Petition to Council.
BOARD SAYS FORCE
Also Desire to Purchase a?
New Patrol Wagon.
REASONS GIVEN POR
Detailed Statement Submitted ?ShowiniJ
the Small Awrageof Men on Duty
In the Various Districts by
Organize Force With
Th? Police Co-anxlttea held an taper???
tant session T?stenla; moming, and af?
ter approving the monthly pay roll an<J
bills, awarded the contract for coal foe
the department to C F. Lathrop and Com??
pany, and that for wood to the Richmond
Ice Company. ? subcommittee, compote?]
ot Messrs. Zimmermann and* Clowes, woe
named to loos: Into the expediency of
purchasing an Iron ento for the chiefs
ottica. In which to place stolen property,
and a resolution 'was .reported to the
Council appropriatine $750 for continuine
the doer pound during the remainder o?
the year. But the moiyt Important matt?
disposed of -was that, of a petition from
the Board of Folie? Cmmlssloners ask?
lng for authority to name thirty addi?
tional policemen, ten for each district,
and to procure a new patrol wagon and
all necessary equipment to be added to
Messrs. Landerkln and Whlttet appeared
before the committee and urged the
granting of the petition, and the com?
mittee voted unanimously in favor of re?
porting it to the Council with the recom?
mendation that it be aoted upon speedily.
THE PETITION,IN FULL.
Tho petition to the Council is as follows:
To tho Honorable Council of the City of
Gentlemen.?Tha Board of Police Com?
missionerei of this -city, ?after mature
consideration, have beqomo convinced; that
In order to give to th* people ot.thls city
the police protection to which they are
entitled, and to enforce and maintain law
and order at all times, tliat an Increase
of the present forco Is absolutely neces?
sary, and after full consideration of tha
subject, have determined to ask youB
honorable body for the authority to ap?
point thirty new men (ten for each dis?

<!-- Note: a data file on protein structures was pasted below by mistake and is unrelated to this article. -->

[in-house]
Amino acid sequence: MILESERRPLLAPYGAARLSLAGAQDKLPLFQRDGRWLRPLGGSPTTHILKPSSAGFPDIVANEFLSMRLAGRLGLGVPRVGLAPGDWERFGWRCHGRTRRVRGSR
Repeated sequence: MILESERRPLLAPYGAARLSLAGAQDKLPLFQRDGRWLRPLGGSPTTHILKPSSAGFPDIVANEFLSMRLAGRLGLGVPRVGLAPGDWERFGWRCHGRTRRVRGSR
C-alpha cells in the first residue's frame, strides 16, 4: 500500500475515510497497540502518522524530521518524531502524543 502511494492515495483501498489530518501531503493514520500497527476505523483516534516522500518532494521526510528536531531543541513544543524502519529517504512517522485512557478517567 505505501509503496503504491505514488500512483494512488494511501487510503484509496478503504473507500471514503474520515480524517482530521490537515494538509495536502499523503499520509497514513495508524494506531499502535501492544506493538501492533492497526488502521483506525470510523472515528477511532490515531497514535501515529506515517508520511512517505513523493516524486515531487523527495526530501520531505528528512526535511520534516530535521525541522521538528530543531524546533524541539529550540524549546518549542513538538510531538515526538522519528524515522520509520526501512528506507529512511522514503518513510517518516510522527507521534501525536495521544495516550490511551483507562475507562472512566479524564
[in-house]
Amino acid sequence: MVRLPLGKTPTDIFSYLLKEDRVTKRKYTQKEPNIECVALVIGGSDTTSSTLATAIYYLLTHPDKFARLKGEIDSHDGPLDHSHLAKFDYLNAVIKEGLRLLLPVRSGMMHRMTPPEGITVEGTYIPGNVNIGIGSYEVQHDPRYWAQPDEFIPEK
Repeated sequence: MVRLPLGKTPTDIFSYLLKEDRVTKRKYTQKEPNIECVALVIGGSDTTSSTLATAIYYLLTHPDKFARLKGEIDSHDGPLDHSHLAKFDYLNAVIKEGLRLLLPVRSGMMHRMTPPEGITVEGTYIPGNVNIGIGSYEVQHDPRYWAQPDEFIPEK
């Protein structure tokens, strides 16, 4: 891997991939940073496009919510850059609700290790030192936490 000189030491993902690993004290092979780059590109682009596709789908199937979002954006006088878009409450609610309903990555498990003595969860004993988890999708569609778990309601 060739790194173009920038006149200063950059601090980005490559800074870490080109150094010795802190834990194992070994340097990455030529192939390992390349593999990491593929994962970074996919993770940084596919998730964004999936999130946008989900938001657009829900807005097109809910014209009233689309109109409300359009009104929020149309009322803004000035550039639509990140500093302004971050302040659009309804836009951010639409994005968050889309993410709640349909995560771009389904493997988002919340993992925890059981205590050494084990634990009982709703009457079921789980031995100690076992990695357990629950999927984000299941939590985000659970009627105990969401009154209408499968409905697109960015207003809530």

We also feel that ln order to make the
patrol system more perfect and effective
that an additional wagon, with all neces?
sary equipment, should be provided for
We, therefore, request that you regard
this as an application from our board
for authority for the appointment of the
above named number of men to act as
policemen, and for one now patrol wagon
and all necessary equipment, to be added
to that department, nnd further request
that you give this subject early and fa?
Very respectfully yours,
BOARD OF POLICH COMMISSIONERS,
A. D. LANDERKIN,
President, pro tem.
GEORGE E. POLLOCK, Secretary.
TO REORGANIZE FORCE.
Rcent changes In the personnel of tha
Board of Pollco Commissioners have re?
sulted ln a determination on the part o?
tho body.to have a reorganization of the
force, and should the above petition be
granted by the Council, it Is expected
that this matter will be speedily taken up.
It Is being considered oarefulty by the
members now, and they have In mind
many changes In the present system,
?vhich they think will be benefiolal to
Just on what linos the proposed reor?
ganization scheme will be prosecuted
Is-not known nt this time, but the situa?
tion will bo ??nrefully gone over and every?
thing dlono to bring tbo force up to a
very high st.inrtard.
In support of this petition the hoard
submits to tbe Council a detailed state?
ment, giving reni? is why the additional
men are aski'd.
Among them are the following:
As Is well known t?i all ?vho compose
the Council, the city of Richmond ha?
come to be looked upon, and really Is,
a largo city. Its territory Is extended
nnd Its population numerous In most sec?
tions, and In these times when so many
Idle and dangerous characters ara roam?
ing about It is necessary that at all time?
a strong guard should be thrown around
all sections of the city, and especially
In tlio remoto and thinly populated sec?
tions where, during the day, women and
chililien are left unprotected by the male
portion of their families.
In the First District the average num?
ber of squares to each beat Is 29. In
the Second District, IS 2-11. In the Third
District. 80 T-13.
AVERAGE QUITE SMALL.
The average number of men on duty at
night ln the F?st District is ten, with
81 0-10 squares to tbe bent. In the Sec?
ond District, nine, with 83 squares to the
bent. In tha Third District, twelve, with
81 squares to the beat.
In tha daytime, In the First District,
the average number of men on duty tn
five, ?vltb ?3 -1-5 squares to loot after.
In the Second District the average In
four and oue-h&lf men, with (? square*
to look after. In the Third District, the
average number of men Is six., with
60 2-12 squares to look after.
There figures are fis near correct a?
possible, and can -be substantial??! if